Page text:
Gibson Picks a New CEO to Steer It Out of the Blues

Discussion in 'Bad Dog Cafe' started by warrent, Oct 23, 2018.

  1. Fiesta Red

    Fiesta Red Friend of Leo's

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    I've been a Levi's guy since junior high school (outside of a brief flirtation with Wranglers in 1988). I agree that Levi's are not consistent any more...just like guitars have never been 100% consistent--ever.

    I still wear Levi's, in spite of their inconsistencies. Therefore, on new blue jean day (usually when there's a good sale at JC Penney's or Kohl's) I will get a stack of Levi's in my size, preferred finish and style number (usually 505's) and spend some time in the dressing room to find the ones that fit my butt to my liking.

    Kinda like when I'm trying find a good guitar---I have to play a few of them (sometimes more than a few of them!) to find the One that speaks to me.

    Certain items are going to have variances within spec. Sometimes the extremes of those variances are more noticeable than others. That's why there's good and bad guitars within the same model...and just as my jeans might not fit the next guy who wears the same size, my guitars may not "fit" the next player, either.

    I don't own any Gibsons right now (although I have a Epiphone '57-reissue Les Paul Junior I'm quickly becoming fond of), but I really want the company to succeed. They've made some great, iconic instruments over the years and the musical instrument landscape would be more drab without them...

    ...plus, I want somebody to turn the company around to make Henry J. look that much more foolish and inept, if nothing else for the monstrosity he thrust upon us in the form of the Fireturd X.
     
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  2. D_W_PGH

    D_W_PGH Friend of Leo's

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    Eastman's operation (the video is getting a little old, but you can tell there's a lot of hand work in their guitars, because they're not "machine perfect". a quality i quite like). I have not worked in an american factory that was as nice to work in as this.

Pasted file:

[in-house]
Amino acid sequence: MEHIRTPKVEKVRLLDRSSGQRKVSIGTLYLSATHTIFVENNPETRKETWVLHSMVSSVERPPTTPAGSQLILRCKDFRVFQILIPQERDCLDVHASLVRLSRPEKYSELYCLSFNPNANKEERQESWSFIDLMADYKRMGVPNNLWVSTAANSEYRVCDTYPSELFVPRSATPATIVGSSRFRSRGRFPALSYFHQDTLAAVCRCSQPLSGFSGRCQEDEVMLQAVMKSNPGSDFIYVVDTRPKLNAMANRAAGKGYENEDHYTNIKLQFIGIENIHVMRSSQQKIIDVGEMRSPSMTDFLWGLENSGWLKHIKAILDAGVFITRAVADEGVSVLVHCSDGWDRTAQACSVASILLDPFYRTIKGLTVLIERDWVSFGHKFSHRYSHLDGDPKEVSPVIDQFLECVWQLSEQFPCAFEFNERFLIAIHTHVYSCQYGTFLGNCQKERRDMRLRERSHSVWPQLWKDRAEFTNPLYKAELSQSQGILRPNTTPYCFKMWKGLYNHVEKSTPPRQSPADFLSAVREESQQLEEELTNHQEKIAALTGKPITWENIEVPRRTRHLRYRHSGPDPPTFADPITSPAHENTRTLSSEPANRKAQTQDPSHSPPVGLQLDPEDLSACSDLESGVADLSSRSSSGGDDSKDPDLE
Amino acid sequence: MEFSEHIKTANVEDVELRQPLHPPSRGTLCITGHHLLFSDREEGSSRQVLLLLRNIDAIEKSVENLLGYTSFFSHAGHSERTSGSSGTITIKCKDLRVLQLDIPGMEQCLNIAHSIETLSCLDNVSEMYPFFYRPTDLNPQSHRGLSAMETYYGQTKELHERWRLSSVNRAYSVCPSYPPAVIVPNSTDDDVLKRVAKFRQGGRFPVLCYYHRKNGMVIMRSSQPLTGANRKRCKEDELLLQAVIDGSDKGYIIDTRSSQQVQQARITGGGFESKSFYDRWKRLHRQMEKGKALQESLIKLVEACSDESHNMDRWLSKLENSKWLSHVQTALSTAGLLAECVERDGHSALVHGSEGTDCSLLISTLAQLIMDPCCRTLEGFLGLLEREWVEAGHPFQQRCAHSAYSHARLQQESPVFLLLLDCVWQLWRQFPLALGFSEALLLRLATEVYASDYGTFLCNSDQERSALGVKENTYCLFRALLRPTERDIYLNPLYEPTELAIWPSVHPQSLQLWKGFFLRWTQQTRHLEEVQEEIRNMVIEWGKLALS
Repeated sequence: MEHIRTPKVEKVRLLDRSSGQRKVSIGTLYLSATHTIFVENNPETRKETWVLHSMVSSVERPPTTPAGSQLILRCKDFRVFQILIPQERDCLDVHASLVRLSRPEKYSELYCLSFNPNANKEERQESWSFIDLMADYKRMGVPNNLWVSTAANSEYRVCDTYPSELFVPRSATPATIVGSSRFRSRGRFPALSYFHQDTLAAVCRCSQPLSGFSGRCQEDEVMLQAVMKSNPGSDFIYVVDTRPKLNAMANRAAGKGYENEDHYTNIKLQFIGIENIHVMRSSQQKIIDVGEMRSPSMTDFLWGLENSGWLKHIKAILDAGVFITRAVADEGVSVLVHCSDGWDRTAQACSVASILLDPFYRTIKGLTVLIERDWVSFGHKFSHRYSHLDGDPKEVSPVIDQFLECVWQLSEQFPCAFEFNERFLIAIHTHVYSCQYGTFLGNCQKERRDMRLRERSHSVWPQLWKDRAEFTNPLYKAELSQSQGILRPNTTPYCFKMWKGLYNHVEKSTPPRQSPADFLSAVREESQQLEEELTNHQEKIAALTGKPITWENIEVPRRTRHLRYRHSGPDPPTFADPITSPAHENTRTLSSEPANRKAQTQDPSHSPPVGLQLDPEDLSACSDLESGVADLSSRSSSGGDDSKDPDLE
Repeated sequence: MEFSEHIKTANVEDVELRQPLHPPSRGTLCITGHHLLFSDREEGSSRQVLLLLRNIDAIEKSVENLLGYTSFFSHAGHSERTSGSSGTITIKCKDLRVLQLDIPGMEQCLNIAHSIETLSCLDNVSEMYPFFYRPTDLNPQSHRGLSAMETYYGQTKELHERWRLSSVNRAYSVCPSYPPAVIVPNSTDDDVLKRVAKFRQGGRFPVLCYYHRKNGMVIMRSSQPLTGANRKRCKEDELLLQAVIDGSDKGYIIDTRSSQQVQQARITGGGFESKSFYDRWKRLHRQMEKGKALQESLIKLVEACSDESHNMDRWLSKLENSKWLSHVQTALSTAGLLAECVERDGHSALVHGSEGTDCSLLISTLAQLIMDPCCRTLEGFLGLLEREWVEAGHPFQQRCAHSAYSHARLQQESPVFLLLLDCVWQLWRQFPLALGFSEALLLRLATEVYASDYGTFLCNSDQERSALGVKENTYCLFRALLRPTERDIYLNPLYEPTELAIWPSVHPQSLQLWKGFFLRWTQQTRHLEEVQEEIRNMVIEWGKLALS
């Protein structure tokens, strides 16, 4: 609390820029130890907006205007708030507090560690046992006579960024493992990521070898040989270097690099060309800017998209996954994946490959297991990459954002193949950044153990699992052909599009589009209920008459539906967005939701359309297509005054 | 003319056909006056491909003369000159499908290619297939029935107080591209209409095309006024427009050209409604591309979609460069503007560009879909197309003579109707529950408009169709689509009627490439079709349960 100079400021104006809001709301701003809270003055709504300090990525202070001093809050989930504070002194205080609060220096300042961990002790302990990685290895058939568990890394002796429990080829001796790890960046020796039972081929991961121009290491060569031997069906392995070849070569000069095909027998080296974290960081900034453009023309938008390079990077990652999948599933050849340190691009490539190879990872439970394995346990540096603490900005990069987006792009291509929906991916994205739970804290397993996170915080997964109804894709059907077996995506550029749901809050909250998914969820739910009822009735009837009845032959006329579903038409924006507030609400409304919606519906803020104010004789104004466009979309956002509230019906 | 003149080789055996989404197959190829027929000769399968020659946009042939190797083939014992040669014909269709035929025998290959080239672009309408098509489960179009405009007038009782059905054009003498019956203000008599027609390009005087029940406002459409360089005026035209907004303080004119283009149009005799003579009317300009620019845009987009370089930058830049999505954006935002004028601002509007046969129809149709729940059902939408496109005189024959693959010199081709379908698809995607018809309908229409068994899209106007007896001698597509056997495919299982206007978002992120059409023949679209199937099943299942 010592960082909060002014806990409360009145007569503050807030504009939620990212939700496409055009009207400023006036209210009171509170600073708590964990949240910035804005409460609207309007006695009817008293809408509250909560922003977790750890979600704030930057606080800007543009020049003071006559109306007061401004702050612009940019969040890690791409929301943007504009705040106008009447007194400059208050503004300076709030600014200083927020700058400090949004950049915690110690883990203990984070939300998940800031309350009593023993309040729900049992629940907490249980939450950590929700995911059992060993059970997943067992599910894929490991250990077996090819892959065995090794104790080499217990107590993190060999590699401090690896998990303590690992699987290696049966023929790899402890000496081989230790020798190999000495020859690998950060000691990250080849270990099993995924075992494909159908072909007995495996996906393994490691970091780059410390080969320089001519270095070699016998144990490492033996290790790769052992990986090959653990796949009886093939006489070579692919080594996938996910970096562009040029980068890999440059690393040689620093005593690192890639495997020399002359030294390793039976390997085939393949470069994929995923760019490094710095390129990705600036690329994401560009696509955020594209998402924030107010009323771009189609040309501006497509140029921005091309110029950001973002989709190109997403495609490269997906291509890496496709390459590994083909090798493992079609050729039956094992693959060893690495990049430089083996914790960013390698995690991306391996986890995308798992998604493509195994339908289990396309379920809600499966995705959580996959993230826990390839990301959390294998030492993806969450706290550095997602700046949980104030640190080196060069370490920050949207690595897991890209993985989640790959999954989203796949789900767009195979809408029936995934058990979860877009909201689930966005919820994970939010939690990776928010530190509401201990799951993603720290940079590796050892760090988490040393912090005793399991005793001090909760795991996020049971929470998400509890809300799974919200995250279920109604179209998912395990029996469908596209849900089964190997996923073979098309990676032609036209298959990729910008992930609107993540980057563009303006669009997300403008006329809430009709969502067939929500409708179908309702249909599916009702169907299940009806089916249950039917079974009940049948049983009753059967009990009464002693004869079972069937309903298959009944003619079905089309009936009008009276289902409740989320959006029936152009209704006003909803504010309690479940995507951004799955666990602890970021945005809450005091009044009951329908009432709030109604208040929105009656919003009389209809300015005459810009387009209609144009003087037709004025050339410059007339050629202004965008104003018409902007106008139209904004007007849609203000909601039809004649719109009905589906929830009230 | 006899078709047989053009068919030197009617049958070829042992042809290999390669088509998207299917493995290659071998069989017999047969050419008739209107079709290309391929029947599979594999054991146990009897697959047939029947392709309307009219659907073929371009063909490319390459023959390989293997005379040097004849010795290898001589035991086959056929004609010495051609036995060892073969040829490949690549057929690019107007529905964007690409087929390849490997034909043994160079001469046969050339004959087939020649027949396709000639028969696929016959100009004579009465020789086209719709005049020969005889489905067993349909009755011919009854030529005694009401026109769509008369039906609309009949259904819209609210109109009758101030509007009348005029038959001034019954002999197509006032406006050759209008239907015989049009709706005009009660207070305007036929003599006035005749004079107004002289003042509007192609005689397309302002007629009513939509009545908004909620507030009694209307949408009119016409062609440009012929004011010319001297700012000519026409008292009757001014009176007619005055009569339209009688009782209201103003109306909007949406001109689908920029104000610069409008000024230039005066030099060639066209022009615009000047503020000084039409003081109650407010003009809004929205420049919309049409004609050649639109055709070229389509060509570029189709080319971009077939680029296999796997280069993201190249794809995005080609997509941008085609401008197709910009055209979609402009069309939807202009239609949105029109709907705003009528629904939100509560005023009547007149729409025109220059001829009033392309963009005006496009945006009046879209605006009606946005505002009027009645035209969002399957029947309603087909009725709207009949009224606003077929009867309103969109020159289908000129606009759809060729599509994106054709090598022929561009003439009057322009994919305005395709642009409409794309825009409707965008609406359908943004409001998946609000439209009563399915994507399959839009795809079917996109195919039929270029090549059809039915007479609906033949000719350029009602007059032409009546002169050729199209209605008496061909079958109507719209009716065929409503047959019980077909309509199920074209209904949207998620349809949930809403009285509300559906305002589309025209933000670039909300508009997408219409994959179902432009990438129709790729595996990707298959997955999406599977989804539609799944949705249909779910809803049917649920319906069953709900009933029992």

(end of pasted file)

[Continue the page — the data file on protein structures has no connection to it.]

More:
fender ensada:


    (you wouldn't want to see the tile factory that I worked in)
     
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  3. boris bubbanov

    boris bubbanov Tele Axpert Ad Free Member

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    Yeah, but then look at where the guy is from.

    Don't get your hopes up too high.
     
  4. RL52

    RL52 Tele-Meister

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    upload_2018-10-23_19-27-42.jpeg
     
  5. jvin248

    jvin248 Poster Extraordinaire

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    .

    The clock has started! The rule is the first 90 days sets the tone and the success or failure of the new top employee. Go! Go! Go!

    So by January we'll have a good idea of what they are going to be, or not to be.


    As for the pricing vs build location vs brand ... I will not be surprised if they chase the volume at lower prices with the Gibson brand "because look at all the money!", but what that does is cheapen the brand value long term. The reason the SG sells so well compared to the LP is it's half the price. The gateway guitar. Like the Incredibles movie villain said, if everyone is super then no one is super.

    the usual path they will follow:
    -Reduce the number of SKUs
    -Bid out contracts to new suppliers forcing the old suppliers to match costs or get lost.
    -Cut the workforce by 20% (how they do that is often an interesting study, one time big or four times small / whole departments or equal percent pain for every department).

    Bankruptcy allows many new opportunities ... like breaking dealer/retailer arrangements/"contracts". Wouldn't it be nifty if you could buy that famous Les Paul direct from Gibson instead of the distributor-retailer network and for your troubles you'd get the $3,500 guitar for $2,000 and at that Gibson makes $500 more per unit than they do today; win-win for the player and the factory. They sink that money back in to out PRS the PRS. They also learn the very important data of guitar preferences from the end customer not a sub-set of retailers and distributors that are trying to translate what they think customers want to the factory. Gibson would know what the customers want.
    They will be too fearful of cutting passed the retailers and will chicken out of that fight even if it means long term profitability and control.

    The other companies need to radically boost their advertising as Gibson is going to be so internally focused they will be at a major disadvantage.

    90 days and we'll know.

    .
     
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  6. Andy B

    Andy B Friend of Leo's Silver Supporter

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    I wonder how much that look cost the shareholders.
     
  7. bender66

    bender66 Poster Extraordinaire

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    I was hoping for Jimmy Buffet.